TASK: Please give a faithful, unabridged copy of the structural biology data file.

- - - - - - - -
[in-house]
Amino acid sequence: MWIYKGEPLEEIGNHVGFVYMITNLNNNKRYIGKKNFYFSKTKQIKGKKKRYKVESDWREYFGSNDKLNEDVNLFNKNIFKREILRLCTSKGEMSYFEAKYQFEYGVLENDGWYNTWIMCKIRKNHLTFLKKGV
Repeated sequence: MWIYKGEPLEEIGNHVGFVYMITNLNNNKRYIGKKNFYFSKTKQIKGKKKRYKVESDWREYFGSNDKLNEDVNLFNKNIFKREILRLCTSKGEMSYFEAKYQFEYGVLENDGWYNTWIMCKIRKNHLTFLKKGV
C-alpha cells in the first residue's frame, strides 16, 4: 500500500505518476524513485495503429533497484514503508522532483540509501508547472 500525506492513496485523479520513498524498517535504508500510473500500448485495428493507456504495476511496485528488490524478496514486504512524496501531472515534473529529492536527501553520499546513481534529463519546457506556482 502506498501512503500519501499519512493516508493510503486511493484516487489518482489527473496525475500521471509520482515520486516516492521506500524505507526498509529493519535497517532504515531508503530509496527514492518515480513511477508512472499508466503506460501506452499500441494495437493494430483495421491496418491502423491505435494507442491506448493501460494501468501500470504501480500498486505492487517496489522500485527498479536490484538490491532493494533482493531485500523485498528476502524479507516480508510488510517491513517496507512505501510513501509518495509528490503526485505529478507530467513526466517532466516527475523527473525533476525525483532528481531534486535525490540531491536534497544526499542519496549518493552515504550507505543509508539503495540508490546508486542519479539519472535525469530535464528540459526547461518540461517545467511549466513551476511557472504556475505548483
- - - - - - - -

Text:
[in-house]
Amino acid sequence: MWIYKGEPLEEIGNHVGFVYMITNLNNNKRYIGKKNFYFSKTKQIKGKKKRYKVESDWREYFGSNDKLNEDVNLFNKNIFKREILRLCTSKGEMSYFEAKYQFEYGVLENDGWYNTWIMCKIRKNHLTFLKKGV
Repeated sequence: MWIYKGEPLEEIGNHVGFVYMITNLNNNKRYIGKKNFYFSKTKQIKGKKKRYKVESDWREYFGSNDKLNEDVNLFNKNIFKREILRLCTSKGEMSYFEAKYQFEYGVLENDGWYNTWIMCKIRKNHLTFLKKGV
C-alpha cells in the first residue's frame, strides 16, 4: 500500500505518476524513485495503429533497484514503508522532483540509501508547472 500525506492513496485523479520513498524498517535504508500510473500500448485495428493507456504495476511496485528488490524478496514486504512524496501531472515534473529529492536527501553520499546513481534529463519546457506556482 502506498501512503500519501499519512493516508493510503486511493484516487489518482489527473496525475500521471509520482515520486516516492521506500524505507526498509529493519535497517532504515531508503530509496527514492518515480513511477508512472499508466503506460501506452499500441494495437493494430483495421491496418491502423491505435494507442491506448493501460494501468501500470504501480500498486505492487517496489522500485527498479536490484538490491532493494533482493531485500523485498528476502524479507516480508510488510517491513517496507512505501510513501509518495509528490503526485505529478507530467513526466517532466516527475523527473525533476525525483532528481531534486535525490540531491536534497544526499542519496549518493552515504550507505543509508539503495540508490546508486542519479539519472535525469530535464528540459526547461518540461517545467511549466513551476511557472504556475505548483